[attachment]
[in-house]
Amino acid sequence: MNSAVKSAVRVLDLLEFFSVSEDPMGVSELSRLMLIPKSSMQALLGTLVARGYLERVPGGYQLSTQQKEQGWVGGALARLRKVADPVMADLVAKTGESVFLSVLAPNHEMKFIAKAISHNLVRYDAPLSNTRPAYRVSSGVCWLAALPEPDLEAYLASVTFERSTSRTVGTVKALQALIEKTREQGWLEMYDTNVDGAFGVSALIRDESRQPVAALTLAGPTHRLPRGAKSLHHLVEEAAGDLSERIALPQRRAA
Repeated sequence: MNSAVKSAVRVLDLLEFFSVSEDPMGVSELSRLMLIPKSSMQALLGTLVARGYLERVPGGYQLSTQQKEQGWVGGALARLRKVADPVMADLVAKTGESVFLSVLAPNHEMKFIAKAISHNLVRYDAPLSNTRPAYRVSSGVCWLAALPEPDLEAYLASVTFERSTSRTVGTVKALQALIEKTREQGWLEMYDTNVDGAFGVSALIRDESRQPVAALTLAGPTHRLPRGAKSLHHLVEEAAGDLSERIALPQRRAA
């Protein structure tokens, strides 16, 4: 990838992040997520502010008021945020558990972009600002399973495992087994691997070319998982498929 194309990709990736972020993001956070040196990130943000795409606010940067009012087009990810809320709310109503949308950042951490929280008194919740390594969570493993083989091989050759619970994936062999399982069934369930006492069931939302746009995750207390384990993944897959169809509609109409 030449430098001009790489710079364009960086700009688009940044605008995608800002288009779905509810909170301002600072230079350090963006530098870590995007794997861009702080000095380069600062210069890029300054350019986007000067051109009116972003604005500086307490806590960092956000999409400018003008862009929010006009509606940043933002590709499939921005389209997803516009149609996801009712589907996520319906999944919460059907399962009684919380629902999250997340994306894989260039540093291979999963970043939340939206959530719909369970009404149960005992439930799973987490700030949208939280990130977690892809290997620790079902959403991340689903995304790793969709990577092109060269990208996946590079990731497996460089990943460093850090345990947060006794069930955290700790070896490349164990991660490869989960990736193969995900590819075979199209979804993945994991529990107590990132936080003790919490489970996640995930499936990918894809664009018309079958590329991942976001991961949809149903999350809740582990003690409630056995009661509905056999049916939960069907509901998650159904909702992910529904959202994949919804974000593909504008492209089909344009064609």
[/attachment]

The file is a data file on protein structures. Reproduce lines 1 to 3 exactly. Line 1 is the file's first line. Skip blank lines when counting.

[in-house]
Amino acid sequence: MNSAVKSAVRVLDLLEFFSVSEDPMGVSELSRLMLIPKSSMQALLGTLVARGYLERVPGGYQLSTQQKEQGWVGGALARLRKVADPVMADLVAKTGESVFLSVLAPNHEMKFIAKAISHNLVRYDAPLSNTRPAYRVSSGVCWLAALPEPDLEAYLASVTFERSTSRTVGTVKALQALIEKTREQGWLEMYDTNVDGAFGVSALIRDESRQPVAALTLAGPTHRLPRGAKSLHHLVEEAAGDLSERIALPQRRAA
Repeated sequence: MNSAVKSAVRVLDLLEFFSVSEDPMGVSELSRLMLIPKSSMQALLGTLVARGYLERVPGGYQLSTQQKEQGWVGGALARLRKVADPVMADLVAKTGESVFLSVLAPNHEMKFIAKAISHNLVRYDAPLSNTRPAYRVSSGVCWLAALPEPDLEAYLASVTFERSTSRTVGTVKALQALIEKTREQGWLEMYDTNVDGAFGVSALIRDESRQPVAALTLAGPTHRLPRGAKSLHHLVEEAAGDLSERIALPQRRAA